Poster for Familink, an Amateur Movie with Shiori, My Student, as an Actress


    Me and Ong-nyeo, the Owner of the Korean Restaurant Near Kintetsu Yokkaichi Station

    April 17, 2011: Summary of the 15th Week
    Well, it was quite a week! Earlier today, I went with Kaori, my boss, to see Shiori's movie. Shiori is a 13-year-old who I tutor one-on-one on Fridays, who is attending some sort of acting academy. Kaori and I went there and met Shiori, her mother, Yurie, and Mayumi (sisters who are friends of Shiori) and we saw the movie. It was about an hour long. I have absolutely no clue what was going on. My Japanese clearly needs improvement! All I can say is that the title of the movie was "Familink" which is a portmanteau of "Family" and "Link," that it starred several middle school/high school students, there was a talking flamingo in the movie, and most of it was set in and around people's homes (in fact, I recognized many of the locations from around Yokkaichi City). It ended with a birthday party and there was a part in the movie in which they found what appeared to be a treasure map. In other words, my comprehension of the speaking in the movie was absolutely abysmal. However, I showed up and sat through all of it, so I did my part.

    As for other interesting information about this week, well, we have this calendar in our classroom with English and Japanese. It's a word-a-day thing for our students. I noticed that there were two words on there that I found pretty funny: "hanautau" (to hum) and "kuchibue" (whistling). The reason these words are funny is that they have such obvious etymologies. "Hanautau" is composed of "hana" ("nose") and "utau" ("sing") — "to nose sing." What a perfect description of humming. The word for whistling ("kuchibue") is literally composed of "kuchi" ("mouth") and "bue" (a form of "fue," or "flute"). Yep, it means "mouth flute."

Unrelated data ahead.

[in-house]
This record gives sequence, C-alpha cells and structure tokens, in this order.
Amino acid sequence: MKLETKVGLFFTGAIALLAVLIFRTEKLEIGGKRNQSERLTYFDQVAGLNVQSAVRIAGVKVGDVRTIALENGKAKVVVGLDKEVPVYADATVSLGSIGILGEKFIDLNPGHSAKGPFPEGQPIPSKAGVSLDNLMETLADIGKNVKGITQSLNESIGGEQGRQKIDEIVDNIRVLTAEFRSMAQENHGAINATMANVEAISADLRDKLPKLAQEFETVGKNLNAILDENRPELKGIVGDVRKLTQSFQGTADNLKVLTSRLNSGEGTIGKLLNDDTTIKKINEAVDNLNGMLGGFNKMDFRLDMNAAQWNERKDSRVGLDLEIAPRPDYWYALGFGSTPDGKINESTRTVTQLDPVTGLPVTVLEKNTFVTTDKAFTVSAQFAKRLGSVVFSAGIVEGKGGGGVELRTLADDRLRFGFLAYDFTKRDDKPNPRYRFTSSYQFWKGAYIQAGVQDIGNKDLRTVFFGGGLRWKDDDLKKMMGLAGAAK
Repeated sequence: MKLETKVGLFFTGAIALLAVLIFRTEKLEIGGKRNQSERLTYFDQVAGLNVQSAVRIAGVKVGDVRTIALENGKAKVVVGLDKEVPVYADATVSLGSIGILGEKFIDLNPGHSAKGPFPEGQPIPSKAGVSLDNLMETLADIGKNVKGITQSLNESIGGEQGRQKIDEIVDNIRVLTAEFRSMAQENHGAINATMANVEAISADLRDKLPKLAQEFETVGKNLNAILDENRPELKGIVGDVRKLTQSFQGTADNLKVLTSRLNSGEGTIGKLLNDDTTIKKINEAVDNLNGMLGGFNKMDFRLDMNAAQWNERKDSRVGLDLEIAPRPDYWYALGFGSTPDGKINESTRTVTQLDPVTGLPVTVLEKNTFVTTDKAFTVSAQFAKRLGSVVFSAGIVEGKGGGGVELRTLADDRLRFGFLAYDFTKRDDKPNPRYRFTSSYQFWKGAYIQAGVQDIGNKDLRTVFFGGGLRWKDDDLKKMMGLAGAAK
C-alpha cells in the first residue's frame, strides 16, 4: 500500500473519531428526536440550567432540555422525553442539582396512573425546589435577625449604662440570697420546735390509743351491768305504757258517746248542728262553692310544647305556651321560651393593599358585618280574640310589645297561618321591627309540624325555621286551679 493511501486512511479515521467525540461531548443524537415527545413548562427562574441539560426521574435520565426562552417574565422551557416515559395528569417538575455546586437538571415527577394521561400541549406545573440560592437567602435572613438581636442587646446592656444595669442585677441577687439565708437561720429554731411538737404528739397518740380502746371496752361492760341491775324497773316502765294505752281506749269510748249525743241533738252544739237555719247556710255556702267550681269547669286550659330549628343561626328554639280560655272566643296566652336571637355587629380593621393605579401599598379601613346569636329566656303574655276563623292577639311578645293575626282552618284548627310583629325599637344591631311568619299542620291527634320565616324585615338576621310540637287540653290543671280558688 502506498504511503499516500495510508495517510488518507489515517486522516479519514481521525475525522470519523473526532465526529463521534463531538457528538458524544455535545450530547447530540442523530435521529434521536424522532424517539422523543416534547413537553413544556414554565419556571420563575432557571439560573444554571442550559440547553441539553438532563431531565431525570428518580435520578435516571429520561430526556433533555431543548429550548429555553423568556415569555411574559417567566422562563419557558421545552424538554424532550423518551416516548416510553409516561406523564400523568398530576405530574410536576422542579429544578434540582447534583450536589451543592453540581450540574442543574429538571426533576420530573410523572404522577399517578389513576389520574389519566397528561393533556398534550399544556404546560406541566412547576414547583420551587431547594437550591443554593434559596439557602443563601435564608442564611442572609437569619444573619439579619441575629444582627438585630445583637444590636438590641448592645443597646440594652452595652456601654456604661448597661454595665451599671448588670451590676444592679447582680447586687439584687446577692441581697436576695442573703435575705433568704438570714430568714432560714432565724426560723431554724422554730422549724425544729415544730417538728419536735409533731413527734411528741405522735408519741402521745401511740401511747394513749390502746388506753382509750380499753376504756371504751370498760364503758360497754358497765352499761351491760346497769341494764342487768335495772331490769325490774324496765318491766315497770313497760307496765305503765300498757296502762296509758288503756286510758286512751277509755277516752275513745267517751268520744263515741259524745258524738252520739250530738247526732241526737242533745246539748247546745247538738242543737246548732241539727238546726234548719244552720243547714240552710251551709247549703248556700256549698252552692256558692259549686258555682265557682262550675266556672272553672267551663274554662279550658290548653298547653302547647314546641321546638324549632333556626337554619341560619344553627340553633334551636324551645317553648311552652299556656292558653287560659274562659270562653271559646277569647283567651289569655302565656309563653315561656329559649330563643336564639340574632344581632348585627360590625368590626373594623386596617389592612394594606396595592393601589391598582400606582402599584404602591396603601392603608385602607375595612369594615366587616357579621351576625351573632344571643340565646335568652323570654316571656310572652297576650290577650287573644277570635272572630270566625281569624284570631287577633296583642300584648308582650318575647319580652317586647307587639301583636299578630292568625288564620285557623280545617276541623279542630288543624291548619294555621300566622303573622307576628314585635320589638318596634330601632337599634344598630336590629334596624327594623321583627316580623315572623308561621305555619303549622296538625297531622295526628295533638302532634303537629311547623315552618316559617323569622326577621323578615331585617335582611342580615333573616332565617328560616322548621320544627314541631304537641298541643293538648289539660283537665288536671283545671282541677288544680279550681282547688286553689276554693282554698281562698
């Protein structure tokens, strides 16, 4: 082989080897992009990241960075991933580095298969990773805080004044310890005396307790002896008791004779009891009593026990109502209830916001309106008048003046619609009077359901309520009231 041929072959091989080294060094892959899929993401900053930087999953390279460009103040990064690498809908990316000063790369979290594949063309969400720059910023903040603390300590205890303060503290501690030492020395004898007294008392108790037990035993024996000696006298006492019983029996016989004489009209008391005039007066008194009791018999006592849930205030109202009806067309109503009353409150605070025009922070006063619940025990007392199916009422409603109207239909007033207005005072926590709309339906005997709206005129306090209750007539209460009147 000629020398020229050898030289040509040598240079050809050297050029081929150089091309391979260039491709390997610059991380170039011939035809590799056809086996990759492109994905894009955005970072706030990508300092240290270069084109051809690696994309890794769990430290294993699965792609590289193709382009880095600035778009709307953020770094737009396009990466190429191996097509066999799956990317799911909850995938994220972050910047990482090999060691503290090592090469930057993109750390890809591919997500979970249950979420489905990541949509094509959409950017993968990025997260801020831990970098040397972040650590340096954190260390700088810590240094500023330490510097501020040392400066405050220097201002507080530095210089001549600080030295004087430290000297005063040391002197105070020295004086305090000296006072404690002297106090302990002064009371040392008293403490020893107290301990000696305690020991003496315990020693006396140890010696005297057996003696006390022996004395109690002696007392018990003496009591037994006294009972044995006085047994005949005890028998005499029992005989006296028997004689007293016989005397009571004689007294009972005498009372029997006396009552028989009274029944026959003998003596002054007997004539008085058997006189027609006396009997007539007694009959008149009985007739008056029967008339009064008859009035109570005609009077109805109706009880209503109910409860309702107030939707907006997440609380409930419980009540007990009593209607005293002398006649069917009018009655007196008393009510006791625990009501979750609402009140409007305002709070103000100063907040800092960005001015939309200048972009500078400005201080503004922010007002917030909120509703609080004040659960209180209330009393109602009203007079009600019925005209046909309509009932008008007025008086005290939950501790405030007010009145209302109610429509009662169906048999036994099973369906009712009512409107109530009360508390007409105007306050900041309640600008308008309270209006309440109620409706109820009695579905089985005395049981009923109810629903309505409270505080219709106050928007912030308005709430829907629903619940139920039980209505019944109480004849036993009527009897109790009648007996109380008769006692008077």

As for other interesting anecdotes about this week, my boss and I were advertising for the school downstairs at Kayo Mall on Wednesday. This mother (middle-aged) and her 19- or 20-year-old daughter came up and inquired about our classes. Fascinatingly enough, the mother had a four-year-old daughter, and the daughter had her own approximately one-year-old baby, which I found entertaining — I can't imagine raising a small child at the same time my parents are raising one. The 19- or 20-year-old looked rather questionable (tattoos on her hands and hair dyed light brown).

    At any rate, since the mothers were inquiring about classes for the four-year-old, I played with/taught the four-year-old a bit as a demonstration. I actually seriously doubt she was four years old (my guess would be six or so), but that's what she said. The entertaining part was when I said "My name is Charles. What's your name?" and tried to elicit her name. She just froze. No answer. I figured "Well, perhaps she doesn't have an English name, or perhaps she doesn't know how to say 'My name is ____.'" So I wrote my name on a sheet of paper, gestured to myself, and said "I'm Charles. What's your name?" The little girl wrote a word on the piece of paper under my name. "Great!" I thought. Surely she had written her name, so I could instruct her on how to say "My name is ____." Nope, she hadn't — she had written "isu" in hiragana. "Isu" means "chair." She heard my name (Charles) and thought I was saying "chair." Oh well...